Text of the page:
Figure 2 Ju Ming, figures from the Taichi Series, late 20th cent. CE, various mediums
There are no available images of the work entitled Taichi on display at the Seattle Art Museum so I have included images of other pieces in the series that are similar in form, though different in size and material.
I found contradiction in the form of Taichi. The human figure is seemingly hacked out of a large block of wood; every segment of the body is a cube-ish mass that could easily be separate pieces attached to one another. The linear marks of the carving knife, opposing each other from chunk to chunk, add to the effect. Yet it is a whole, not only carved from one piece of wood but the energy, or the spirit, or the life-force so obvious in it, inhabits the entire form. The sculpture captures the gesture of human movement through a spiraling latticework of diagonals. The supporting leg leans gently outward to the hip opposing the angle of the hipline, which in turn opposes the angle of the torso, at the top of which is a more dynamic diagonal of the extended arms, again opposing the previous line and all striking an active balance. Looking from above, the outstretched arms reach slightly forward creating a shallow "v" shape which is echoed in the highly simplified face that is created by regularly carved, downward sloping lines meeting at the corner of the block that represents the head. The figure's right knee is raised, again in a series of diagonals that carry the movement across, in front of the torso creating a twist. This contrapposto, combined with the surprisingly gentle curve that starts at the hipline and swings up over the figure's right hip then over the thigh and the amazing "s" curve that travels from the top of one arm, across the torso to the bottom of the other arm frees the sculpture from a clunky stasis. Instead, the form conveys the feeling of a brief pause in a fluid, dance-like motion. Ju Ming's skillful ability to compliment flow with naturally stationary forms leads me, as the little branch did, to contemplate the above quote again. Flow is the subject for the clunky wood. Clunky wood is the object for the flow. But flow and clunky wood relate to one another through the emptiness, or perhaps, openness of the viewer. Well this Taichi figure looked at me, or through me, with that typical martial arts gaze and offered its own challenge, "Find one more."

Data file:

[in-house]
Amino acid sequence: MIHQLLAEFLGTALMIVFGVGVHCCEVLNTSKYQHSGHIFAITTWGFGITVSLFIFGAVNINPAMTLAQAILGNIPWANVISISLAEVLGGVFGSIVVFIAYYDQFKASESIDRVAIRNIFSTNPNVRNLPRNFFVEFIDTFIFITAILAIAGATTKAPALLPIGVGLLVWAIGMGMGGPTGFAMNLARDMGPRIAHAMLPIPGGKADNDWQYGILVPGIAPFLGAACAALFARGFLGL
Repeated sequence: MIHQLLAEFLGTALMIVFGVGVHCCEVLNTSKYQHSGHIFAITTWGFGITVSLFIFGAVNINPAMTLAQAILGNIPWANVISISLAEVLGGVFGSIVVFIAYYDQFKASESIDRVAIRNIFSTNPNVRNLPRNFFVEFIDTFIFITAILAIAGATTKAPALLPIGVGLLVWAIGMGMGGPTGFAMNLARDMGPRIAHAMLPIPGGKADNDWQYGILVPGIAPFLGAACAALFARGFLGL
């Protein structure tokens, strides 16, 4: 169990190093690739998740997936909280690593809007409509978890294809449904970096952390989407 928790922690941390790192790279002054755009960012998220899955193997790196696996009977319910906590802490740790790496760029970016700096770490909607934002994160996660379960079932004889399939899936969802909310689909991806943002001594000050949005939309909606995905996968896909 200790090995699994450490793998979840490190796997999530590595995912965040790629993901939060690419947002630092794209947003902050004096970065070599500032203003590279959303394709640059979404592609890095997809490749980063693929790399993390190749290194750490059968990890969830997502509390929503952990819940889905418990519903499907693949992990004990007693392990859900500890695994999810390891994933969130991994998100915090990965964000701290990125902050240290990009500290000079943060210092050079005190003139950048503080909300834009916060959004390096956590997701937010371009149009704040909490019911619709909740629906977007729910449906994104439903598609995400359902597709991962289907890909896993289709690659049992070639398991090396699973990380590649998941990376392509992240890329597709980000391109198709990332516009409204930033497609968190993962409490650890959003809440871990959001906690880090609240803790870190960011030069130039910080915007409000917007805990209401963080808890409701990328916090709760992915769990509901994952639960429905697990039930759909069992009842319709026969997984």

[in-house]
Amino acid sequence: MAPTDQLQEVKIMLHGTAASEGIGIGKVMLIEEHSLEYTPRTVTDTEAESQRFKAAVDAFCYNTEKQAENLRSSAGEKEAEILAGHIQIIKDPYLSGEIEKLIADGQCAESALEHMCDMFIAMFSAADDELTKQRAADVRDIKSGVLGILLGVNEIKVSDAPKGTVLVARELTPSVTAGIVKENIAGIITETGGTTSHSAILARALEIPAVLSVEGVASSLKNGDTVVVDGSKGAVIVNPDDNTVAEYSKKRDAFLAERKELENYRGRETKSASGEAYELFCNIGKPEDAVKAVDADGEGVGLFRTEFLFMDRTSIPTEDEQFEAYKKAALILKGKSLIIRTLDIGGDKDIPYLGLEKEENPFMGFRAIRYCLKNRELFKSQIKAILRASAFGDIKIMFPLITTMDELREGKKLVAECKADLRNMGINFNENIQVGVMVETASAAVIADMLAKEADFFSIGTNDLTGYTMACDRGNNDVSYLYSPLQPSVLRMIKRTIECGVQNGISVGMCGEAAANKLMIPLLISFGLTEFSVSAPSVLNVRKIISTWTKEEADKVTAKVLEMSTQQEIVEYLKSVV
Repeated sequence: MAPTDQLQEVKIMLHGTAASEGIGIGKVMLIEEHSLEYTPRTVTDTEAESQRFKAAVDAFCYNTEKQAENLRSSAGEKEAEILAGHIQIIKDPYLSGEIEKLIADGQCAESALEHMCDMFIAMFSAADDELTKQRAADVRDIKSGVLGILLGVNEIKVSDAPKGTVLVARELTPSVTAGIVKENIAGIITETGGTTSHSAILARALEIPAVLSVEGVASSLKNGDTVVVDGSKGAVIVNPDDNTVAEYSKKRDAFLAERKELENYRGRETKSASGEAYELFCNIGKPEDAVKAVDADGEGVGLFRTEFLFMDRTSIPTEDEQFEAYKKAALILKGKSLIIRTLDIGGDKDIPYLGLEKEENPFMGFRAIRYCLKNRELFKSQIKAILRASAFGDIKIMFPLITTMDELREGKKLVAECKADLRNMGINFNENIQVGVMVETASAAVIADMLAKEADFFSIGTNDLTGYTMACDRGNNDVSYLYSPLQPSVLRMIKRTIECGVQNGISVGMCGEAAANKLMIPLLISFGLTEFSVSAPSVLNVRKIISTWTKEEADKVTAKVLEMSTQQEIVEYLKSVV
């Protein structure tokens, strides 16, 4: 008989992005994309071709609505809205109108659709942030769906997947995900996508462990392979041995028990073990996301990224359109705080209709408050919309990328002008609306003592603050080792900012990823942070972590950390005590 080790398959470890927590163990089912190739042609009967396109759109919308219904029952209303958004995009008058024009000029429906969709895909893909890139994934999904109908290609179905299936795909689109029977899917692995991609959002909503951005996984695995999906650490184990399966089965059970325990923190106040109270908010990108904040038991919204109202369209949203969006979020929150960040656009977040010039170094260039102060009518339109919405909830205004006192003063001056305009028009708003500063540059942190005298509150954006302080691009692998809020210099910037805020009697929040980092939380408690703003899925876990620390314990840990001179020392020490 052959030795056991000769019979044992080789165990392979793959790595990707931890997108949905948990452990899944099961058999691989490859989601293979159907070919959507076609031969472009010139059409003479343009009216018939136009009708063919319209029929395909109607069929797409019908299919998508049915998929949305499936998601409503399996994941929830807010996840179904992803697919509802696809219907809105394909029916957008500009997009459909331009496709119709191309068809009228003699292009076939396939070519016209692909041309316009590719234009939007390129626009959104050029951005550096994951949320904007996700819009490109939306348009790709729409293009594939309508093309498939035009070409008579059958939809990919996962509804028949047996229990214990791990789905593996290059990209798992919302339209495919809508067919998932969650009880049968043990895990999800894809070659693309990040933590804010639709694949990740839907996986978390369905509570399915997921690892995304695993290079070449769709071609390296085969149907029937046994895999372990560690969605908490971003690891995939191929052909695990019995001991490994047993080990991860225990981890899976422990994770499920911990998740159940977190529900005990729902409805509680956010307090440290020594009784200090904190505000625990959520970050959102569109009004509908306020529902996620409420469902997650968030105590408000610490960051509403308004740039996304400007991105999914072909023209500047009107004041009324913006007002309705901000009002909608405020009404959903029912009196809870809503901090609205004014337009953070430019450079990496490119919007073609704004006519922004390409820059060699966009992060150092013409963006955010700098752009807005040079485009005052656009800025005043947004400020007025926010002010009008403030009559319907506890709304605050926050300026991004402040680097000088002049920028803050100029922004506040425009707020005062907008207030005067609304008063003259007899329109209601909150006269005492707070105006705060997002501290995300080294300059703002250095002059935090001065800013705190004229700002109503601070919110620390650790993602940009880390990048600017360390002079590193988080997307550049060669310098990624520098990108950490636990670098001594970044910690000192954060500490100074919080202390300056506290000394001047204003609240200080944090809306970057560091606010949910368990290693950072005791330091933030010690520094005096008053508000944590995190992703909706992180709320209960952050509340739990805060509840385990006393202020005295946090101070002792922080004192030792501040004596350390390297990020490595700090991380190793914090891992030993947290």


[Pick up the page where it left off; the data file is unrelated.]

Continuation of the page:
I had one more piece to find, something that tied in with the commonalities of warm, brown color and wood as subject or material and something that could stand beside the other two works in engage-ability. As I circled around into another room I saw in the corner of my eye another human form, about eight inches high, carved of wood and finished with a similar warm sheen as the other two. It was created in 17th century CE China. Entitled Damo, it was a carving of Da Mo or Bodhidharma, a monk who became the First Patriarch of the Chinese School of Zen. Bodhidharma, or Da Mo, as legend has it, came from India, arriving in China in the year 527. After his message fell on deaf ears, he entered a cave at a Shao-lin temple and began a meditation known as "wall-gazing." He stayed there nine years before the first student arrived.
Compared to the little branch and Taichi, this sculpture is much more narrative. It is a carving of a well-known figure in Chinese tradition and as such it requires certain visual cues that identify it as Da Mo. Most depictions of Da Mo show a roundish, petulant, scruffily-bearded man wrapped in a robe or blanket, peering out at the viewer with wide, sometimes fierce eyes. This carving, however, diverges from that convention and shows Da Mo in serene meditation. In fact, the only thing that strongly links this sculpture with the legend is its base, which is in the form of a miniature cave. The figure is emaciated, every stylized bone and joint shows through the paper-thin skin and he seems to have too many ribs. The carving is linear and geometric because of the skeletal dominance of the form. He sits erect, one leg crossed under, the other knee is up with crossed wrists resting on it, all creating a framework of open triangles. The carving is full of delicate detail. The carefully carved fingers that rest on the leg end in long, neat nails. The only just perceptible beard and mustache is neatly stylized and the hair is rendered in minute detail as small, spiraling tufts that cover the entire head. The minimal draping of the figure enhances the effect of frailty and the vulnerability of the physical body. The face is gaunt and the wear of years is evident, yet the serenely closed eyes, upward turned mouth and upward arching brows evoke timelessness and an unending life-force.
Contrasting with the smoothly polished figure is the base which is rendered so differently from the figure it appears as a separate piece of wood but it is not. It represents the natural world of plant forms and rock and is darker and rougher than the figure. The "nest" of grasses that Da Mo sits on is rendered as long, thin leaves that radiate out from under him. The figure and his cushion of grasses are raised up and supported by a cleverly arranged group of stalactites and stalagmites that form a miniature cave system, open on all sides, which links the sculpture with the tradition of Da Mo.